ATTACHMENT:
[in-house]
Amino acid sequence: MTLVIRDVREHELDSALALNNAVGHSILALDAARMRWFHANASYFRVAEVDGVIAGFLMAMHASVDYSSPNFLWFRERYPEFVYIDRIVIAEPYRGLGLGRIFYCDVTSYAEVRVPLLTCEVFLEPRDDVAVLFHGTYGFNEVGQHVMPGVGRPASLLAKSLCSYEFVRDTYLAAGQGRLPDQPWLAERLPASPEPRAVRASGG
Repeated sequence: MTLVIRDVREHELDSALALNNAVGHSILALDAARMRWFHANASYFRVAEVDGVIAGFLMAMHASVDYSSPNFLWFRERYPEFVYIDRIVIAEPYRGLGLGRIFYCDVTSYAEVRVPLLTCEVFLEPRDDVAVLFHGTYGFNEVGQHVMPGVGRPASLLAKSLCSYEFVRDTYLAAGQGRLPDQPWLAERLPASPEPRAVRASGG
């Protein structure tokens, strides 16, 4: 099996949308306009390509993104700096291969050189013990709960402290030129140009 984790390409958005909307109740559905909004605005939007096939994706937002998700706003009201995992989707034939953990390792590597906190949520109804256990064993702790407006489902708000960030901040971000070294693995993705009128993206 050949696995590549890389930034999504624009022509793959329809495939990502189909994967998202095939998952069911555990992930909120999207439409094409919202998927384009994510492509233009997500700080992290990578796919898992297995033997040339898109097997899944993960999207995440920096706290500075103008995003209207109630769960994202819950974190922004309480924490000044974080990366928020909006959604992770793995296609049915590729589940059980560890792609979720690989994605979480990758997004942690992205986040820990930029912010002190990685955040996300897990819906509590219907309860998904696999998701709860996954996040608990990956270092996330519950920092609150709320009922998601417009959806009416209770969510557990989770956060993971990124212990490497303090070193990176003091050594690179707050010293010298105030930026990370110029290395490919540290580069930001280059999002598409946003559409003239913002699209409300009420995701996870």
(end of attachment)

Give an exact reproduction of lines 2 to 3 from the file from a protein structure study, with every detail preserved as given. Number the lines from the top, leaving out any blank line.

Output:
Amino acid sequence: MTLVIRDVREHELDSALALNNAVGHSILALDAARMRWFHANASYFRVAEVDGVIAGFLMAMHASVDYSSPNFLWFRERYPEFVYIDRIVIAEPYRGLGLGRIFYCDVTSYAEVRVPLLTCEVFLEPRDDVAVLFHGTYGFNEVGQHVMPGVGRPASLLAKSLCSYEFVRDTYLAAGQGRLPDQPWLAERLPASPEPRAVRASGG
Repeated sequence: MTLVIRDVREHELDSALALNNAVGHSILALDAARMRWFHANASYFRVAEVDGVIAGFLMAMHASVDYSSPNFLWFRERYPEFVYIDRIVIAEPYRGLGLGRIFYCDVTSYAEVRVPLLTCEVFLEPRDDVAVLFHGTYGFNEVGQHVMPGVGRPASLLAKSLCSYEFVRDTYLAAGQGRLPDQPWLAERLPASPEPRAVRASGG